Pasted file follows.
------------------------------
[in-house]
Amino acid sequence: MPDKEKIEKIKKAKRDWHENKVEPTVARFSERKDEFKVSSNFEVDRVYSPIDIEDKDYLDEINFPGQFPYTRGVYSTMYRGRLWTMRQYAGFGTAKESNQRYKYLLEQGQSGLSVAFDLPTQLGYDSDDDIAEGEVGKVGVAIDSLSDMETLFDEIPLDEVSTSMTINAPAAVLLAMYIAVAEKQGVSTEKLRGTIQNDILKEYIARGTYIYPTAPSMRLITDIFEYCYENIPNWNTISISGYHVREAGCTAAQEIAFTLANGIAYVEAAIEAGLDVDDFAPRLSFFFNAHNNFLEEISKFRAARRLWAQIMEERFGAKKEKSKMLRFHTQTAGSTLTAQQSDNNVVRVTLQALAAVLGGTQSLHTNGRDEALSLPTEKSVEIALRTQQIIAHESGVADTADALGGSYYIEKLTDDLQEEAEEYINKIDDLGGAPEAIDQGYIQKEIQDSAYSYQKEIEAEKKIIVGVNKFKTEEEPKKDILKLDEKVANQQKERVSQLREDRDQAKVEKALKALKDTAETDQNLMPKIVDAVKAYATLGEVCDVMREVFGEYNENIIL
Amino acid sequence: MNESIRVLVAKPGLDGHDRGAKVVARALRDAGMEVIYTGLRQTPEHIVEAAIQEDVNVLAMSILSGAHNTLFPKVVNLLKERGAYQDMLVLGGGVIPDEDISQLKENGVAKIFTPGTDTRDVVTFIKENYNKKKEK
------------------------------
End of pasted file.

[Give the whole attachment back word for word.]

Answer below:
[in-house]
Amino acid sequence: MPDKEKIEKIKKAKRDWHENKVEPTVARFSERKDEFKVSSNFEVDRVYSPIDIEDKDYLDEINFPGQFPYTRGVYSTMYRGRLWTMRQYAGFGTAKESNQRYKYLLEQGQSGLSVAFDLPTQLGYDSDDDIAEGEVGKVGVAIDSLSDMETLFDEIPLDEVSTSMTINAPAAVLLAMYIAVAEKQGVSTEKLRGTIQNDILKEYIARGTYIYPTAPSMRLITDIFEYCYENIPNWNTISISGYHVREAGCTAAQEIAFTLANGIAYVEAAIEAGLDVDDFAPRLSFFFNAHNNFLEEISKFRAARRLWAQIMEERFGAKKEKSKMLRFHTQTAGSTLTAQQSDNNVVRVTLQALAAVLGGTQSLHTNGRDEALSLPTEKSVEIALRTQQIIAHESGVADTADALGGSYYIEKLTDDLQEEAEEYINKIDDLGGAPEAIDQGYIQKEIQDSAYSYQKEIEAEKKIIVGVNKFKTEEEPKKDILKLDEKVANQQKERVSQLREDRDQAKVEKALKALKDTAETDQNLMPKIVDAVKAYATLGEVCDVMREVFGEYNENIIL
Amino acid sequence: MNESIRVLVAKPGLDGHDRGAKVVARALRDAGMEVIYTGLRQTPEHIVEAAIQEDVNVLAMSILSGAHNTLFPKVVNLLKERGAYQDMLVLGGGVIPDEDISQLKENGVAKIFTPGTDTRDVVTFIKENYNKKKEK